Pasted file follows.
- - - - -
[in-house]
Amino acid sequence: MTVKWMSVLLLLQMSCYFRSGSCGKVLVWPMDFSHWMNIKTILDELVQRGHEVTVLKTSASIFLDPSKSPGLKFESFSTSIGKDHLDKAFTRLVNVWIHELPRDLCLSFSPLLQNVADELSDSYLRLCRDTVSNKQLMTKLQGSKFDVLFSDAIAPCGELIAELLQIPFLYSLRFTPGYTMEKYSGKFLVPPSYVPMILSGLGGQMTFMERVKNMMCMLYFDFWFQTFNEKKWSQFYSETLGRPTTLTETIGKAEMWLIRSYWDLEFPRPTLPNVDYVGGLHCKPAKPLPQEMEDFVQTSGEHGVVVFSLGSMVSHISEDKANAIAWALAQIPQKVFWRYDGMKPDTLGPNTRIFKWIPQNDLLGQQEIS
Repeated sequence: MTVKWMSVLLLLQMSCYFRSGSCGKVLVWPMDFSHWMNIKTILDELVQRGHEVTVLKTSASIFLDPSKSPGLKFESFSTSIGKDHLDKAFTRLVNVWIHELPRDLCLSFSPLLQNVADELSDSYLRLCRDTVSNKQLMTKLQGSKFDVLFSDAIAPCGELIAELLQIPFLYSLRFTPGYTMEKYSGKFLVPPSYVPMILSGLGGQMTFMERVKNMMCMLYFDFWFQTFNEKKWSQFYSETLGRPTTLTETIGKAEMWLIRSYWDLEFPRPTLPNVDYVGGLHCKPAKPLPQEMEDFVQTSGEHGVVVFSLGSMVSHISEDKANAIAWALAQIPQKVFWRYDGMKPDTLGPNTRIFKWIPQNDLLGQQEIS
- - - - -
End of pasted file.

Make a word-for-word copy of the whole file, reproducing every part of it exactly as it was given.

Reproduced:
[in-house]
Amino acid sequence: MTVKWMSVLLLLQMSCYFRSGSCGKVLVWPMDFSHWMNIKTILDELVQRGHEVTVLKTSASIFLDPSKSPGLKFESFSTSIGKDHLDKAFTRLVNVWIHELPRDLCLSFSPLLQNVADELSDSYLRLCRDTVSNKQLMTKLQGSKFDVLFSDAIAPCGELIAELLQIPFLYSLRFTPGYTMEKYSGKFLVPPSYVPMILSGLGGQMTFMERVKNMMCMLYFDFWFQTFNEKKWSQFYSETLGRPTTLTETIGKAEMWLIRSYWDLEFPRPTLPNVDYVGGLHCKPAKPLPQEMEDFVQTSGEHGVVVFSLGSMVSHISEDKANAIAWALAQIPQKVFWRYDGMKPDTLGPNTRIFKWIPQNDLLGQQEIS
Repeated sequence: MTVKWMSVLLLLQMSCYFRSGSCGKVLVWPMDFSHWMNIKTILDELVQRGHEVTVLKTSASIFLDPSKSPGLKFESFSTSIGKDHLDKAFTRLVNVWIHELPRDLCLSFSPLLQNVADELSDSYLRLCRDTVSNKQLMTKLQGSKFDVLFSDAIAPCGELIAELLQIPFLYSLRFTPGYTMEKYSGKFLVPPSYVPMILSGLGGQMTFMERVKNMMCMLYFDFWFQTFNEKKWSQFYSETLGRPTTLTETIGKAEMWLIRSYWDLEFPRPTLPNVDYVGGLHCKPAKPLPQEMEDFVQTSGEHGVVVFSLGSMVSHISEDKANAIAWALAQIPQKVFWRYDGMKPDTLGPNTRIFKWIPQNDLLGQQEIS